The really simple thing that the bank could do is simply email an encrypted XML statement of the days transactions after closing the banking day.
- It saves banks resources as it is done on the banks timescale, not having to handle peak load from customers as happens with on-line banking. It is a traditional batch processing job which banks know and love.
- It does not allow any control of the account just the data, but it is safe as it is encrypted.
- Using XML is easy, extensible, and allows anyone to machine process the data simply. It would allow more data (such as sending sort-code/account) and properly formatted data.
- The data could go to authorised parties such as accountants without giving up on-line banking login details.
Ultimately it will save resources for the bank as it will reduce load on on-line banking.
Of course, this is just a first step. I would like live data of transactions during the day, especially incoming fast payments. That would require a more detailed API where the bank push the data to me. Ultimately, including things like card authorisations, would help tackle fraud and save the bank money. Even if they emailed an encrypted file when transactions come in, it would work well enough. Email is simple and reliable and again a batch processing function, but can also be very quick.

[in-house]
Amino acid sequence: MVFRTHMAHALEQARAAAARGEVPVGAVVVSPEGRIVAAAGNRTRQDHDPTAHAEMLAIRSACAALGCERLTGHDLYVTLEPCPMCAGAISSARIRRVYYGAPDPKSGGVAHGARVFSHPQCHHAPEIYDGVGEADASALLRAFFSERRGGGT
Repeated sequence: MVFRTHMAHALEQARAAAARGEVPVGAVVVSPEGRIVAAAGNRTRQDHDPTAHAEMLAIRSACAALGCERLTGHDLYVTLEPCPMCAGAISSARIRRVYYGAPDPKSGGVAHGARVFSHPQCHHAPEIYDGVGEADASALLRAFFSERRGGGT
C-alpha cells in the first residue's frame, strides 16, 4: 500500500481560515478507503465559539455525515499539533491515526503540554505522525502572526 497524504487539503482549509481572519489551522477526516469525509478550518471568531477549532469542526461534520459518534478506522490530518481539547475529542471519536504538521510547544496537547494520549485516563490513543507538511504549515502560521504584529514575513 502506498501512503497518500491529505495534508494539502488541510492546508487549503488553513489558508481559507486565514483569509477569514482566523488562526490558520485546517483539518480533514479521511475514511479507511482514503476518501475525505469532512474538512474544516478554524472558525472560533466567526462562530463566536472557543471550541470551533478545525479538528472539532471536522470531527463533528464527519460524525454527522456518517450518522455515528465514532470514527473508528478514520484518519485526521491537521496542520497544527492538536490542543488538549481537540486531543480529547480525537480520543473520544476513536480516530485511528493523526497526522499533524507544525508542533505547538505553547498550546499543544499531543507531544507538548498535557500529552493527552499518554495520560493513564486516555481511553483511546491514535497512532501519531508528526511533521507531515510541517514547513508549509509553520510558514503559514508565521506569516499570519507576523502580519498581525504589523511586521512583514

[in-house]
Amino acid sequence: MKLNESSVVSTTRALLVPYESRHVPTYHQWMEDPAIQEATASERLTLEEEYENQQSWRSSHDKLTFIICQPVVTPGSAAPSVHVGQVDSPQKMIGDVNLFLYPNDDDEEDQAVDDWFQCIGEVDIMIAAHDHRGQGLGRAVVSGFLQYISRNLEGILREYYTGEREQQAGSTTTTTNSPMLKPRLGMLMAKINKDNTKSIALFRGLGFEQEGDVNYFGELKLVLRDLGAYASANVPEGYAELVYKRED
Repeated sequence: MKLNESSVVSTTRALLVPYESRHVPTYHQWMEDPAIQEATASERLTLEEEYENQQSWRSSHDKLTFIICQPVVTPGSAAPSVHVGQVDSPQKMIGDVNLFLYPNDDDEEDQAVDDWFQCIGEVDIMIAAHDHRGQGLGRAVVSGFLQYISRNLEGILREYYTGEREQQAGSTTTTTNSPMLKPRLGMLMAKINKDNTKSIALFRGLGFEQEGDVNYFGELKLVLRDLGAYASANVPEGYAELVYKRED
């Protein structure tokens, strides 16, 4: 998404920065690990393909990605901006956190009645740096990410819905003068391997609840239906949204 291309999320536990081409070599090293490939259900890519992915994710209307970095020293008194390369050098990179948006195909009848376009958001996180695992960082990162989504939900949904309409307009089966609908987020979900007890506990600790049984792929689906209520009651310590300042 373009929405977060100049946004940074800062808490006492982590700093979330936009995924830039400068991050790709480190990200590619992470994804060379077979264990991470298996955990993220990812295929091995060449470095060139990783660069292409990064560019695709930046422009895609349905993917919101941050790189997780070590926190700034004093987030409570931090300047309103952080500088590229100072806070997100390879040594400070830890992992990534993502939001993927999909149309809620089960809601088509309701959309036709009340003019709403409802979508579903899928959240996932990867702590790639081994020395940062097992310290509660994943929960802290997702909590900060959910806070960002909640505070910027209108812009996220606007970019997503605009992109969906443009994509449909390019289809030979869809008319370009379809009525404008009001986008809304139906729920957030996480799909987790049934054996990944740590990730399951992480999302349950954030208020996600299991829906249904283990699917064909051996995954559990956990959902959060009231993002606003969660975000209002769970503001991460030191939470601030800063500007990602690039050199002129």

Ultimately, things like account transfers and payments via an API would be useful, but this could even just be a matter of allowing something relatively safe to be automated like inter-account transfers.
Apparently there are third party companies that already screen scrape data feeds from banks. It seems the banks do not approve, and it means giving your on-line banking details to them, breaking terms with the bank and possibly causing problems if there is any fraud later. There are even people that sell anti-screen-scraping systems to help the banks and the like avoid the "problem". The solution is for the banks to provide an official API or data feed and that would put these companies out of business over night.
If there is a bank that does this - someone tell me - I'd be prepared to consider moving all our accounts for a proper API.